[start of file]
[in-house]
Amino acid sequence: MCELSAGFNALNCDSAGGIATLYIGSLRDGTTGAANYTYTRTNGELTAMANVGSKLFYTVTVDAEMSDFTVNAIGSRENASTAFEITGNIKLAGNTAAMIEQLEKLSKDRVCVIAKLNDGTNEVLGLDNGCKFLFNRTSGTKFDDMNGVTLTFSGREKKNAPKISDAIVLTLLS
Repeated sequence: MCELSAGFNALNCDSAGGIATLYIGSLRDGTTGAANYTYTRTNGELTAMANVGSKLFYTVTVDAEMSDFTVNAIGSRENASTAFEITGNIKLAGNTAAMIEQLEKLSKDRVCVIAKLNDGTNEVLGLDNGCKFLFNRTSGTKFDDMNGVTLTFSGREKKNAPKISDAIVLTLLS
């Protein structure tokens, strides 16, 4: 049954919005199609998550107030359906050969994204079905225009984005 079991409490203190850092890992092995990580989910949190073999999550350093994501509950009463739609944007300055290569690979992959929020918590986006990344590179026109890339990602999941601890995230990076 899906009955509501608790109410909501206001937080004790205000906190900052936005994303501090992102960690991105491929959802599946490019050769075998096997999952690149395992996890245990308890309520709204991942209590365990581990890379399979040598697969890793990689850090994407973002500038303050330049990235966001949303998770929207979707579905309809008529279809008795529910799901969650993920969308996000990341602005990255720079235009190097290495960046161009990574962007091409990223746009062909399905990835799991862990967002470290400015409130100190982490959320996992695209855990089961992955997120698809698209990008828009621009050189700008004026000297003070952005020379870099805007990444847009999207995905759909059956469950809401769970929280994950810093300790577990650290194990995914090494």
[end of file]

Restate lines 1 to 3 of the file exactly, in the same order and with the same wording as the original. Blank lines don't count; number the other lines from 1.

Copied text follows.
[in-house]
Amino acid sequence: MCELSAGFNALNCDSAGGIATLYIGSLRDGTTGAANYTYTRTNGELTAMANVGSKLFYTVTVDAEMSDFTVNAIGSRENASTAFEITGNIKLAGNTAAMIEQLEKLSKDRVCVIAKLNDGTNEVLGLDNGCKFLFNRTSGTKFDDMNGVTLTFSGREKKNAPKISDAIVLTLLS
Repeated sequence: MCELSAGFNALNCDSAGGIATLYIGSLRDGTTGAANYTYTRTNGELTAMANVGSKLFYTVTVDAEMSDFTVNAIGSRENASTAFEITGNIKLAGNTAAMIEQLEKLSKDRVCVIAKLNDGTNEVLGLDNGCKFLFNRTSGTKFDDMNGVTLTFSGREKKNAPKISDAIVLTLLS